What to Eat on a Carnivore Diet featured

What to Eat on a Carnivore Diet

posted in: Carnivore Diet

The essence of a carnivore diet is easy: fuel yourself with fatty animal protein and eat to satiety. You will quickly learn what to eat on a carnivore diet because it is just so simple.

A carnivorous diet is a diet based exclusively on animal foods.

“Carnivore Diet” is a loose term used to denote the absence of plant foods, however there is no one uniform way to follow. How you craft the diet will depend on personal preference and tolerance. It may or may not include eggs, dairy, and animal-sourced carbohydrates like honey and raw milk.

Sound boring? It’s not! There is a wide variety of foods to choose from.

What to Eat on a Carnivore Diet

Eat animal foods to satiety. Meat, eggs, and more meat. Salt liberally.

Prioritize red meat over chicken, pork, and other fowl. Beef, lamb, sheep, bison, and other ruminants have a superior nutritional profile, fatty acid content, and tend to digest better overall.

Contrary to what the medical establishment teaches, the essence of a proper diet should be red meat. Ideally, grass-fed whenever possible. Supporting grass-fed meat goes beyond personal health and builds up regenerative agriculture and healthy economic systems. It’s not always viable to purchase grass-fed, but do the best you can. Connecting with local suppliers and buying in bulk are two ways we save money on our monthly food budget.

All foods from the animal kingdom are on the table:

  • Fatty meat from ruminant animals
  • Fish, seafood, and roe (note: fish and seafood tend to be quite lean, add fat as needed)
  • Chicken, pork, and other poultry
  • Aged meats
  • Fermented meats (yes it’s true! There is a long tradition of preserving meat this way, and we now enjoy high liver from time to time)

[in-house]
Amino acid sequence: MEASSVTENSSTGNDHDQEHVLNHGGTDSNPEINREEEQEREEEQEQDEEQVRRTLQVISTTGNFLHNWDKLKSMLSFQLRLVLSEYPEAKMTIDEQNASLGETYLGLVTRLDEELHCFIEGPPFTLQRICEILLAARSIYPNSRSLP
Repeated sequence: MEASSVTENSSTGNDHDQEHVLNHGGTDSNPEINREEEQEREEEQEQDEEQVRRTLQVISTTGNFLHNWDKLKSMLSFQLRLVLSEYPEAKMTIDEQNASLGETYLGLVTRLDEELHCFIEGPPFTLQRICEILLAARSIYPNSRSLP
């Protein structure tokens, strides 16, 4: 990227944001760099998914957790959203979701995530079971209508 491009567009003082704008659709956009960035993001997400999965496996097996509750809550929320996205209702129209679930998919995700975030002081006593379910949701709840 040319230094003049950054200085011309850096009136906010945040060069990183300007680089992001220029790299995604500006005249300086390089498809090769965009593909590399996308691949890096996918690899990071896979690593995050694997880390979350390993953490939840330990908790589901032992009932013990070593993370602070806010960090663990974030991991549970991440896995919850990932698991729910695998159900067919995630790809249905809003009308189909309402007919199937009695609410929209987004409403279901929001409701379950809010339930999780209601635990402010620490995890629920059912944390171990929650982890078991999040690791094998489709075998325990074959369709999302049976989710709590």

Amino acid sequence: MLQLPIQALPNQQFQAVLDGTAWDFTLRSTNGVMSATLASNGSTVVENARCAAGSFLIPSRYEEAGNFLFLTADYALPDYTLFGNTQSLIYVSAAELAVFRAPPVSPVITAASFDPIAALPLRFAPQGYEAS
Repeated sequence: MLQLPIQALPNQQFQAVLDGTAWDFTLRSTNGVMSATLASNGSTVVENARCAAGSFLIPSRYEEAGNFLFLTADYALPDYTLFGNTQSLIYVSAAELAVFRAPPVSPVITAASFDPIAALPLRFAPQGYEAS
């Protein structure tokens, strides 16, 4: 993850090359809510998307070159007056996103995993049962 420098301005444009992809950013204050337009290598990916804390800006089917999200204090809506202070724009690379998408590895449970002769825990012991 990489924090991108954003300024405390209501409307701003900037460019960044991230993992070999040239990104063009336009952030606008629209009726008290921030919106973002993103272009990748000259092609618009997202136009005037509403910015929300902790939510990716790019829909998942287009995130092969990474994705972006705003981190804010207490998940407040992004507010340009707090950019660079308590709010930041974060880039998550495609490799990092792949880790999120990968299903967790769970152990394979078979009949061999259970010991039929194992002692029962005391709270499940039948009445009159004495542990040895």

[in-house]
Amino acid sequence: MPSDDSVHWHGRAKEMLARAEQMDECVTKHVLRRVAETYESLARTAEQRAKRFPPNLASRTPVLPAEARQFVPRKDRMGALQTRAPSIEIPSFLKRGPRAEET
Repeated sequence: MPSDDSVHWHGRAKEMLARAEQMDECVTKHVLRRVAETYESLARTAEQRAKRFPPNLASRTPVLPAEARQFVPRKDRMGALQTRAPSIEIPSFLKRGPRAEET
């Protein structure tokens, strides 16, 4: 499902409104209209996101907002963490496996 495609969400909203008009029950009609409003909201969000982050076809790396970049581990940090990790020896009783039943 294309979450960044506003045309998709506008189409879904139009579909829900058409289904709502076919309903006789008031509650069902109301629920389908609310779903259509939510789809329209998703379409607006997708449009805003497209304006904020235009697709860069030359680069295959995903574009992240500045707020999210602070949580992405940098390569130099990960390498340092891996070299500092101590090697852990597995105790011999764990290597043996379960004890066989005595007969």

• Organs meats (start with liver, beef heart, and bones)
  • Eggs, optional (depends on tolerance, see below)
  • Dairy, optional (depends on tolerance, see below)

A COMPLETE carnivore diet grocery list is available to download for FREE in our members’ section. It is a 3-page pdf with a shopping list, tips on how to budget, ways to connect with local food producers, and online shopping resources.

A complimentary list with corresponding macros is also included the members’ section for those of us who want to track macros. It’s all FREE for you!

Different Degrees of Carnivory

What to Eat on a Carnivore Diet PIN

Perhaps unexpectedly, a carnivorous way of eating is satiating and satisfying. The ease of preparing simple meals only adds to the many benefits.

If you feel like experimenting with the varying degrees of carnivory, I highly recommend my Quick Start Guide to Carnivory + 21 Day Meal Plan. It will walk you through a 3-week diet plan that begins with a full spectrum of animal foods and progresses to a narrower scope week by week.

It is a complete guide with answers to top Carnivore FAQs, shopping lists, macros, substitutions, shopping tips, budget options, and of course, the recipes themselves.

It’s fine to ease into it by slowly weaning off plant foods (vegetables, nuts, fruit, etc.) or jump in right away. There is no one way to do it. Whatever you think will give you the most confidence and long-term success should be the way to try!

The goal with a carnivore diet is to know what foods you handle well and eliminate all the others.

If you tollerate eggs and dairy, enjoy them! If not, stick to a meat only approach.

Due to the highly satiating nature of animal foods, a seemingly “restricted” level of meat only is surprisingly enjoyable (this is coming from someone who has spent years in the kitchen and written three cookbooks!). Most people do not feel any loss about not eating vegetables or remorse about ultra-simple meal prep. There is a short adjustment period in the beginning, but soon a new dietary rhythm is established, and meat is normalized. Your eyes will open once you learn all the things you can do with meat!

Organ Meat is not Required

We promote eating a nose-to-tail diet and our whole family enjoy organs. Organ meats tend to be very affordable and are highly nutritious. They give a tremendous nutritional “bang for your buck” return on dollars spent.

Aside from being economically viable and nutritious, they are also quite delicious and add depth and variety to the diet. I have a dedicated section of The Carnivore Cookbook on the proper preparation of organ meats and bones. The simple recipes and assuring advice will gently guide anyone interested in the wonderful world of nose-to-tail eating.